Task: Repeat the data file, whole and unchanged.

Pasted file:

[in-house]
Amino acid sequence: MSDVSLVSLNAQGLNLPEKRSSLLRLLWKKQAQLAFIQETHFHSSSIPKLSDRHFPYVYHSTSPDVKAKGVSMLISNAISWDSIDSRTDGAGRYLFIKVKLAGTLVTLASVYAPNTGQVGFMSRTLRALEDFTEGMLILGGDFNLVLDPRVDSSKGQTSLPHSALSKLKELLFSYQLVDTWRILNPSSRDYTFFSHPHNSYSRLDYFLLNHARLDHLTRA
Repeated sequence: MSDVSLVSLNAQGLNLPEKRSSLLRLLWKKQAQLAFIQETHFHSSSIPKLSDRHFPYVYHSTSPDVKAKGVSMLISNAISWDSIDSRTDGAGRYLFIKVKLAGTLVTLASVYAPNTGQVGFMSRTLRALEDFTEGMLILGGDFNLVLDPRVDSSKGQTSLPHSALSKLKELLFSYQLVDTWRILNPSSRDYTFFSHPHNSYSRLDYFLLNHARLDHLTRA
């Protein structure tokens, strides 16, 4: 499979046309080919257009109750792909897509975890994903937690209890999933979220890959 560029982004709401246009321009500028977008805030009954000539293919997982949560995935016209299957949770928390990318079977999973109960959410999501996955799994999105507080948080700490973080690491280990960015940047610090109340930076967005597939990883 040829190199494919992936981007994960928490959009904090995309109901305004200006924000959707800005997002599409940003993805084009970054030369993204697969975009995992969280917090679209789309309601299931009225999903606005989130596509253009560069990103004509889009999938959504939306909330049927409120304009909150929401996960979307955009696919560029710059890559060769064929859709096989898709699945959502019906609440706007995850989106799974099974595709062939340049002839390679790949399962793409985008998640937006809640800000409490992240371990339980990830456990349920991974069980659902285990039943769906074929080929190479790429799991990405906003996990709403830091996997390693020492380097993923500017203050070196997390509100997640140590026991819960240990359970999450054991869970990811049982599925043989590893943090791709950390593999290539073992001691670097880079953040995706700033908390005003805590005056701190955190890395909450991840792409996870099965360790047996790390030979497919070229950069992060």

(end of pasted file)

[in-house]
Amino acid sequence: MSDVSLVSLNAQGLNLPEKRSSLLRLLWKKQAQLAFIQETHFHSSSIPKLSDRHFPYVYHSTSPDVKAKGVSMLISNAISWDSIDSRTDGAGRYLFIKVKLAGTLVTLASVYAPNTGQVGFMSRTLRALEDFTEGMLILGGDFNLVLDPRVDSSKGQTSLPHSALSKLKELLFSYQLVDTWRILNPSSRDYTFFSHPHNSYSRLDYFLLNHARLDHLTRA
Repeated sequence: MSDVSLVSLNAQGLNLPEKRSSLLRLLWKKQAQLAFIQETHFHSSSIPKLSDRHFPYVYHSTSPDVKAKGVSMLISNAISWDSIDSRTDGAGRYLFIKVKLAGTLVTLASVYAPNTGQVGFMSRTLRALEDFTEGMLILGGDFNLVLDPRVDSSKGQTSLPHSALSKLKELLFSYQLVDTWRILNPSSRDYTFFSHPHNSYSRLDYFLLNHARLDHLTRA
């Protein structure tokens, strides 16, 4: 499979046309080919257009109750792909897509975890994903937690209890999933979220890959 560029982004709401246009321009500028977008805030009954000539293919997982949560995935016209299957949770928390990318079977999973109960959410999501996955799994999105507080948080700490973080690491280990960015940047610090109340930076967005597939990883 040829190199494919992936981007994960928490959009904090995309109901305004200006924000959707800005997002599409940003993805084009970054030369993204697969975009995992969280917090679209789309309601299931009225999903606005989130596509253009560069990103004509889009999938959504939306909330049927409120304009909150929401996960979307955009696919560029710059890559060769064929859709096989898709699945959502019906609440706007995850989106799974099974595709062939340049002839390679790949399962793409985008998640937006809640800000409490992240371990339980990830456990349920991974069980659902285990039943769906074929080929190479790429799991990405906003996990709403830091996997390693020492380097993923500017203050070196997390509100997640140590026991819960240990359970999450054991869970990811049982599925043989590893943090791709950390593999290539073992001691670097880079953040995706700033908390005003805590005056701190955190890395909450991840792409996870099965360790047996790390030979497919070229950069992060």